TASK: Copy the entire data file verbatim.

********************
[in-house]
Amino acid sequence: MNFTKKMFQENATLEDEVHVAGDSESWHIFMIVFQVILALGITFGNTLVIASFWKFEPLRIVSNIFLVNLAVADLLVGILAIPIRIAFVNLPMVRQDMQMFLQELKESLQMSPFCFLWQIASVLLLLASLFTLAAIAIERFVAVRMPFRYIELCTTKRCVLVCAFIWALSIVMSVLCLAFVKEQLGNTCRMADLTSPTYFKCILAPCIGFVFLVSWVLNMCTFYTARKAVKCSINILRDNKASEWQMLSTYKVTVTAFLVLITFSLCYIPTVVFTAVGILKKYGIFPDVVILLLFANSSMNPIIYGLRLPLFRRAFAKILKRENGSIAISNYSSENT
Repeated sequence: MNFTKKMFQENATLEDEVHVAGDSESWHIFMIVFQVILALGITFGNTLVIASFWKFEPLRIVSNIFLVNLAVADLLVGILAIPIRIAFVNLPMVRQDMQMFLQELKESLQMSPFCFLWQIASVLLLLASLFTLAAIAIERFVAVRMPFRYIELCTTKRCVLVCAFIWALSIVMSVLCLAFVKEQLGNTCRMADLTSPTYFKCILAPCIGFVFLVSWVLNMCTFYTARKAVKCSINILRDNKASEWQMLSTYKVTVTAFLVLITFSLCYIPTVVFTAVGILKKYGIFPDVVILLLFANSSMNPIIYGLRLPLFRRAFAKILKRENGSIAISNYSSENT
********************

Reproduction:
[in-house]
Amino acid sequence: MNFTKKMFQENATLEDEVHVAGDSESWHIFMIVFQVILALGITFGNTLVIASFWKFEPLRIVSNIFLVNLAVADLLVGILAIPIRIAFVNLPMVRQDMQMFLQELKESLQMSPFCFLWQIASVLLLLASLFTLAAIAIERFVAVRMPFRYIELCTTKRCVLVCAFIWALSIVMSVLCLAFVKEQLGNTCRMADLTSPTYFKCILAPCIGFVFLVSWVLNMCTFYTARKAVKCSINILRDNKASEWQMLSTYKVTVTAFLVLITFSLCYIPTVVFTAVGILKKYGIFPDVVILLLFANSSMNPIIYGLRLPLFRRAFAKILKRENGSIAISNYSSENT
Repeated sequence: MNFTKKMFQENATLEDEVHVAGDSESWHIFMIVFQVILALGITFGNTLVIASFWKFEPLRIVSNIFLVNLAVADLLVGILAIPIRIAFVNLPMVRQDMQMFLQELKESLQMSPFCFLWQIASVLLLLASLFTLAAIAIERFVAVRMPFRYIELCTTKRCVLVCAFIWALSIVMSVLCLAFVKEQLGNTCRMADLTSPTYFKCILAPCIGFVFLVSWVLNMCTFYTARKAVKCSINILRDNKASEWQMLSTYKVTVTAFLVLITFSLCYIPTVVFTAVGILKKYGIFPDVVILLLFANSSMNPIIYGLRLPLFRRAFAKILKRENGSIAISNYSSENT